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PCSSD employee becomes first certified deafblind intervener in Arkansas



Arkansas — A Pulaski County Special School District paraprofessional is the first in the state to become a deafblind intervener. People with these credentials have high-level training working with students who are deaf and blind.

About 245 students in Arkansas are being served under the deafblind census. PCSSD has approximately 18 students on the deafblind census.

While skilled paraprofessionals and teachers are working with these students every day, there’s only one person in the entire state with the certification to really help these students excel.

Nakia Morris helps students who are deafblind get the information they can’t get through seeing or hearing.

“You’re just kind of bridging the gap,” Morris said.

Morris works one-on-one with a student, helping them with communication and understanding concepts, as deafblindness is a unique dual-sensory impairment.

“It affects communication and development,” Morris said. “It affects your cognitive, it affects you behaviorally.”

Morris says it’s perfect job for her.

“Because when I was two, I was diagnosed with a rare form of eye cancer, retinoblastoma, which caused the removal of my right eye,” Morris said.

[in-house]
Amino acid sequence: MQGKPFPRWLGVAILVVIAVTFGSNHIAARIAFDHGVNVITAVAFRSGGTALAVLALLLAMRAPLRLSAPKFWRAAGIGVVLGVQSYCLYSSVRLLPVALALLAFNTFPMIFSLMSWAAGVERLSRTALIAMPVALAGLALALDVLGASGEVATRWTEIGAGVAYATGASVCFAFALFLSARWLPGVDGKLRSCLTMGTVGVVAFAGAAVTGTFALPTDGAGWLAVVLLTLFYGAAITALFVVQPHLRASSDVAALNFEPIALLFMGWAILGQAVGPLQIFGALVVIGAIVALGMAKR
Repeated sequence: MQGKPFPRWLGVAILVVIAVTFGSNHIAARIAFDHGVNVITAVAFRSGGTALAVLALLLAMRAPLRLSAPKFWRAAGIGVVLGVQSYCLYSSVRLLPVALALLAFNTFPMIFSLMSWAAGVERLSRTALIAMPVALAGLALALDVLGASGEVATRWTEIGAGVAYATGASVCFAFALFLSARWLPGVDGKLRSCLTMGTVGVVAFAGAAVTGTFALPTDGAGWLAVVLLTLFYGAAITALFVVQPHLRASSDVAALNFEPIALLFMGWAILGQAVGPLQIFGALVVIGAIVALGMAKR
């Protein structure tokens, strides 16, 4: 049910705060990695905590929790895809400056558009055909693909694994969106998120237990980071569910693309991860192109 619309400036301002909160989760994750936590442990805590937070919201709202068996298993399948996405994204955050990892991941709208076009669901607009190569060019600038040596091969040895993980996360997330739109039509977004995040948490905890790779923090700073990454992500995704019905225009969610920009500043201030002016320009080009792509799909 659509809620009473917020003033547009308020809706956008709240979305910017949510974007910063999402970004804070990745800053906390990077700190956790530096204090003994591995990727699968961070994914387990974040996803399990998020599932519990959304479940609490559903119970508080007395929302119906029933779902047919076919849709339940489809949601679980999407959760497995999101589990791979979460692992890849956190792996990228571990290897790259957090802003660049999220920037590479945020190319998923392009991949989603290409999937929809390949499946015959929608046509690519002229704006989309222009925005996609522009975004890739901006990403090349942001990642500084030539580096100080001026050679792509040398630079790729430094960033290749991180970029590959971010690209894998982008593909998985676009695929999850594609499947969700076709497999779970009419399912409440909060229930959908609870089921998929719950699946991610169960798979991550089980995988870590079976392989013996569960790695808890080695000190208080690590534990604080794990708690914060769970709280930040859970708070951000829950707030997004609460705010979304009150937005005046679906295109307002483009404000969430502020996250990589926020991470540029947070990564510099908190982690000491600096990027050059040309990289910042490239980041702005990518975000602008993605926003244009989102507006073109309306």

This helps her relate to the students she serves.

“So now I can help these kids and be a voice for them, the kids who can’t communicate for themselves,” Morris said.

Kids like Riley, who Morris has worked with since he was in pre-school.

“He became family for me,” Morris said.

Though Riley’s graduated, his face still lights up when he knows Morris is there.

“Riley calls her Mama Nikki,” said Riley’s mother, Michelle McClanahan.

“Having someone trained who really loved him and wanted to see him succeed was vital to his success in school,” McClanahan said.

And she says Morris’s three-year training and initiative touched her heart.

“You know, there’s no monetary benefit, there was nothing like that,” McClanahan said. “She just said, ‘I want to help and I want to be the best paraprofessional I can be.’”

There’s a growing national support for deafblind interveners in public schools.
The “Cogswell Macy Act” is in the U.S. Congress right now. It aims to strengthen the “Individuals with Disabilities Education Act.”